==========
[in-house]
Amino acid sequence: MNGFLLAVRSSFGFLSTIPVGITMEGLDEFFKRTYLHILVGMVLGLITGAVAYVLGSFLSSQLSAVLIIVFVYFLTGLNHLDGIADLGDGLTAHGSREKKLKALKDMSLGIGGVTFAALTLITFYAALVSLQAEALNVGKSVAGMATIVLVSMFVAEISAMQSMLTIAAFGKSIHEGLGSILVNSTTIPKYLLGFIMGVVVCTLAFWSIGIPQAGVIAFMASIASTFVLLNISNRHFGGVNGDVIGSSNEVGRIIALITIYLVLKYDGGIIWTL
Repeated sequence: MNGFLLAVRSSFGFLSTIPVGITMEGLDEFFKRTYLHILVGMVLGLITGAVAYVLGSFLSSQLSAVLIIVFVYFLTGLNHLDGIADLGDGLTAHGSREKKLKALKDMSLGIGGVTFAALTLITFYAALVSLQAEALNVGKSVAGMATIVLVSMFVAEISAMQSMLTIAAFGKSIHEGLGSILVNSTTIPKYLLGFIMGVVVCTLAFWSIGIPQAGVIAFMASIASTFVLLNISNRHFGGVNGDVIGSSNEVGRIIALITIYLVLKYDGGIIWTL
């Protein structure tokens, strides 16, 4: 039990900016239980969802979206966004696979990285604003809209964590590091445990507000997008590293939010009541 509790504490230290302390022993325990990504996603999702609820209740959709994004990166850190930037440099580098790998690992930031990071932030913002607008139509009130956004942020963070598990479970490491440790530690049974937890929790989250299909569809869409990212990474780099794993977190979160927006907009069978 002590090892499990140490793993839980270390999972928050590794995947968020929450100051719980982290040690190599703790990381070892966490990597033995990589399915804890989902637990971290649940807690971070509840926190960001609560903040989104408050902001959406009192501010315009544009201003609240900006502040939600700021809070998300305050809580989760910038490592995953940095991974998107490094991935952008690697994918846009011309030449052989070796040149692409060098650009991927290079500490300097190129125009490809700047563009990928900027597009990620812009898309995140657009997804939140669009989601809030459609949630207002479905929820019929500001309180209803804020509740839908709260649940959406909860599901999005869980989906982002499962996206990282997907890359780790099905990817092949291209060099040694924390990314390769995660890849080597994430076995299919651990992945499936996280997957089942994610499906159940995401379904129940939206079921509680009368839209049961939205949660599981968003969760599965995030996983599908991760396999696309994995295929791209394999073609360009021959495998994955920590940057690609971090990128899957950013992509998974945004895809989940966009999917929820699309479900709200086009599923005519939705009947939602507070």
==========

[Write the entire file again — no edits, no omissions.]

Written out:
[in-house]
Amino acid sequence: MNGFLLAVRSSFGFLSTIPVGITMEGLDEFFKRTYLHILVGMVLGLITGAVAYVLGSFLSSQLSAVLIIVFVYFLTGLNHLDGIADLGDGLTAHGSREKKLKALKDMSLGIGGVTFAALTLITFYAALVSLQAEALNVGKSVAGMATIVLVSMFVAEISAMQSMLTIAAFGKSIHEGLGSILVNSTTIPKYLLGFIMGVVVCTLAFWSIGIPQAGVIAFMASIASTFVLLNISNRHFGGVNGDVIGSSNEVGRIIALITIYLVLKYDGGIIWTL
Repeated sequence: MNGFLLAVRSSFGFLSTIPVGITMEGLDEFFKRTYLHILVGMVLGLITGAVAYVLGSFLSSQLSAVLIIVFVYFLTGLNHLDGIADLGDGLTAHGSREKKLKALKDMSLGIGGVTFAALTLITFYAALVSLQAEALNVGKSVAGMATIVLVSMFVAEISAMQSMLTIAAFGKSIHEGLGSILVNSTTIPKYLLGFIMGVVVCTLAFWSIGIPQAGVIAFMASIASTFVLLNISNRHFGGVNGDVIGSSNEVGRIIALITIYLVLKYDGGIIWTL
């Protein structure tokens, strides 16, 4: 039990900016239980969802979206966004696979990285604003809209964590590091445990507000997008590293939010009541 509790504490230290302390022993325990990504996603999702609820209740959709994004990166850190930037440099580098790998690992930031990071932030913002607008139509009130956004942020963070598990479970490491440790530690049974937890929790989250299909569809869409990212990474780099794993977190979160927006907009069978 002590090892499990140490793993839980270390999972928050590794995947968020929450100051719980982290040690190599703790990381070892966490990597033995990589399915804890989902637990971290649940807690971070509840926190960001609560903040989104408050902001959406009192501010315009544009201003609240900006502040939600700021809070998300305050809580989760910038490592995953940095991974998107490094991935952008690697994918846009011309030449052989070796040149692409060098650009991927290079500490300097190129125009490809700047563009990928900027597009990620812009898309995140657009997804939140669009989601809030459609949630207002479905929820019929500001309180209803804020509740839908709260649940959406909860599901999005869980989906982002499962996206990282997907890359780790099905990817092949291209060099040694924390990314390769995660890849080597994430076995299919651990992945499936996280997957089942994610499906159940995401379904129940939206079921509680009368839209049961939205949660599981968003969760599965995030996983599908991760396999696309994995295929791209394999073609360009021959495998994955920590940057690609971090990128899957950013992509998974945004895809989940966009999917929820699309479900709200086009599923005519939705009947939602507070």